“I am well aware of the pain that misassumptions and insensitive statements about race cause and would never have imagined that I would be involved in the type of incident that occurred.”

Amy Cooper had been a head of insurance portfolio management at Franklin Templeton. On Tuesday afternoon, Franklin Templeton announced that she had been fired.

banal〔考え・話題・言葉などが〕ありふれた、平凡な
brusque〈フランス語〉無愛想な、ぞんざいな
dust-up 騒ぎ、けんか、口論
avid 熱烈な、熱心な
leash〔動物を〕鎖[ひも]でつなぐ
confront 〔問題・困難などに〕直面する、立ち向かう
misassumption 誤解

5/29(金)の放送

China Approves Plan to Rein In Hong Kong, Defying Worldwide Outcry

著者:Keith Bradsher
(c) 2020 The New York Times Company

BEIJING — China officially has the broad power to quash unrest in Hong Kong, as the country’s legislature Thursday nearly unanimously approved a plan to suppress subversion, secession, terrorism and seemingly any acts that might threaten national security in the semiautonomous city.

As Beijing hashes out the specifics of the national security legislation in the coming weeks, the final rules will help determine the fate of Hong Kong, including how much of the city’s autonomy will be preserved or how much Beijing will tighten its grip.

Early signals from Chinese authorities point to a crackdown once the law takes effect, which is expected by September.

Activist groups could be banned. Courts could impose long jail sentences for national security violations. China’s feared security agencies could operate openly in the city.

Even Hong Kong’s chief executive this week appeared to hint that certain civil liberties might not be an enduring feature of Hong Kong life.

“We are a very free society, so for the time being, people have the freedom to say whatever they want to say,” said the chief executive, Carrie Lam, noting, “Rights and freedoms are not absolute.”

The prospect of a national security law has prompted an immediate pushback in Hong Kong, where protesters are once again taking to the streets. The international community, too, has warned against infringing on the city’s civil liberties.

The Trump administration signaled Wednesday that it was likely to end some or all of the U.S. government’s special trade and economic relations with Hong Kong because of China’s move. The State Department no longer considers Hong Kong to have significant autonomy, Secretary of State Mike Pompeo said, a condition for maintaining the trade status.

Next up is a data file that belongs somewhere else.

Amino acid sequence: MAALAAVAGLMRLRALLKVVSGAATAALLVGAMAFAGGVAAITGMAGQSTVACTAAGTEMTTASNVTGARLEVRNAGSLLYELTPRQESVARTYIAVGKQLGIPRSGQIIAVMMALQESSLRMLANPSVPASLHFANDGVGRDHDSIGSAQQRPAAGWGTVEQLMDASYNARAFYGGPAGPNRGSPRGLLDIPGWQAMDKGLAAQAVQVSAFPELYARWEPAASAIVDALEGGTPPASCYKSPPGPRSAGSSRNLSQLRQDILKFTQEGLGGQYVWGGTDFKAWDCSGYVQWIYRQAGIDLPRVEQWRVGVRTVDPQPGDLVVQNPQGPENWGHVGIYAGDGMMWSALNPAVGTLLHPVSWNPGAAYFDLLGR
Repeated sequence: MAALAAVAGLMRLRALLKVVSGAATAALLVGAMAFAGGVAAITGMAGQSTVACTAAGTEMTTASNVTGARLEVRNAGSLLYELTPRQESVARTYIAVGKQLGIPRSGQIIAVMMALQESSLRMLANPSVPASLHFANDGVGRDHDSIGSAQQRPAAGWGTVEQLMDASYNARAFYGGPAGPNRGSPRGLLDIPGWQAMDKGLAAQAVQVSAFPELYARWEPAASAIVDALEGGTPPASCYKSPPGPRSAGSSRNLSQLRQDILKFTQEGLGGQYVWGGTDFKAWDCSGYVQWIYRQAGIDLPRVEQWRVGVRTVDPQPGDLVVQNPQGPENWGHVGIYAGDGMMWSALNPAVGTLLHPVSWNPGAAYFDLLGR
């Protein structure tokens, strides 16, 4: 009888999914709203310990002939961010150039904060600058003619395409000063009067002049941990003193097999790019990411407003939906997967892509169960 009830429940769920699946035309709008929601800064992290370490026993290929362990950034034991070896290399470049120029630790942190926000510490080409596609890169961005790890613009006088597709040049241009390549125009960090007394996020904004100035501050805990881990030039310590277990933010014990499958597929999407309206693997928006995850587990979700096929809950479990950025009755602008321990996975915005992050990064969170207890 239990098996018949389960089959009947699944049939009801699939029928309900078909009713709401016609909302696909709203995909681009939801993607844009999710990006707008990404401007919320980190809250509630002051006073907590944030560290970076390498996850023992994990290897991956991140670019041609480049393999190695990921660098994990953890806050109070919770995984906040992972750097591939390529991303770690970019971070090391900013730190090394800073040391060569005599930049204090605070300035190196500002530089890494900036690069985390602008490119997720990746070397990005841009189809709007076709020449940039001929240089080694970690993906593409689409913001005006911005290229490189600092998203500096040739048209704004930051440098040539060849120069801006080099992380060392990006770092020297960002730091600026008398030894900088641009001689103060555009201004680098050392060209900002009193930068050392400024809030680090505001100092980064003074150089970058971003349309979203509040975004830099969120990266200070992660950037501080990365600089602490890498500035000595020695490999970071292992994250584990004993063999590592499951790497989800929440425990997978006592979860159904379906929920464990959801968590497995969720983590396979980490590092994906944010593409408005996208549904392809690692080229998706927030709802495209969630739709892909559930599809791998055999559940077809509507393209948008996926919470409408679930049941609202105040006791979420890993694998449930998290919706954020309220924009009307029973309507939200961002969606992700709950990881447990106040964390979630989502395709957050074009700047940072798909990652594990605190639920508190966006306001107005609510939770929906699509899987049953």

China’s premier, Li Keqiang, tried to strike an optimistic note about the national security law, saying Thursday that it would provide for the “steady implementation of the ‘one country, two systems’” political framework that has enshrined Hong Kong’s relative autonomy since the territory was reclaimed by China in 1997. The rules, the premier said at the conclusion of the annual session of the legislature, the National People’s Congress, would protect “Hong Kong’s long-term prosperity and stability.”

quash〔反乱・暴動などを〕鎮圧する
unrest〔政治・社会的な〕混乱、騒動
legislature 議会、立法機関
unanimously 満場[全会]一致で
subversion〔政府などの支配体制の〕転覆、破壊
secession 脱退、離脱、分離
semiautonomous 半自治の
hash out〈話〉〔合意を得るために〕詳細に議論する
crackdown〔違法行為に対する〕取り締まり、法律の厳格な施行、弾圧
infringe〔権利・法律などを〕侵す、侵害する
premier 総理大臣、首相

SpaceX Launch of NASA Astronauts Is Postponed Over Weather

著者:Kenneth Chang
(c) 2020 The New York Times Company

CAPE CANAVERAL, Fla. — With gray clouds above that did not move away fast enough, a rocket launch that was to be the first to take American astronauts to orbit from U.S. soil in nearly a decade stayed on the ground, disappointing spectators including President Donald Trump and Vice President Mike Pence.

Despite discouragement from top NASA officials, crowds had gathered along Florida’s Space Coast, and the rocket was on the launch pad, ready to head toward orbit — and a transformed era of human spaceflight.

The launch of two NASA astronauts on a rocket built by SpaceX, a company started by billionaire Elon Musk, would be first launching of people by a private company and not a national space agency like NASA.

Although there was no trouble with the rocket, capsule and crew, light but persistent rain fell around the space center throughout the day. Later in the afternoon, the rain stopped and skies began to clear.

About 15 minutes before the scheduled liftoff time of 4:33 p.m. Eastern time, a weather officer, likely a member of the Space Force’s 45th Weather Squadron, informed the SpaceX launch director that the weather conditions would not clear up in time. If the Falcon 9 were to launch just 10 minutes later, the officer said, the mission might have been able to proceed.

But the liftoff time could not be moved. For the spacecraft to be able to meet up with the International Space Station passing overhead, liftoff must occur at a precise moment. Calling off launches in Florida because of unfavorable winds and clouds, even with just minutes left on the countdown clock, is not uncommon.

The next opportunities to launch are Saturday at 3:22 p.m. Eastern time and Sunday at 3 p.m. ET.

spectator 観客、見物人
liftoff 打ち上げ、発射
orbit〔惑星や衛星の〕軌道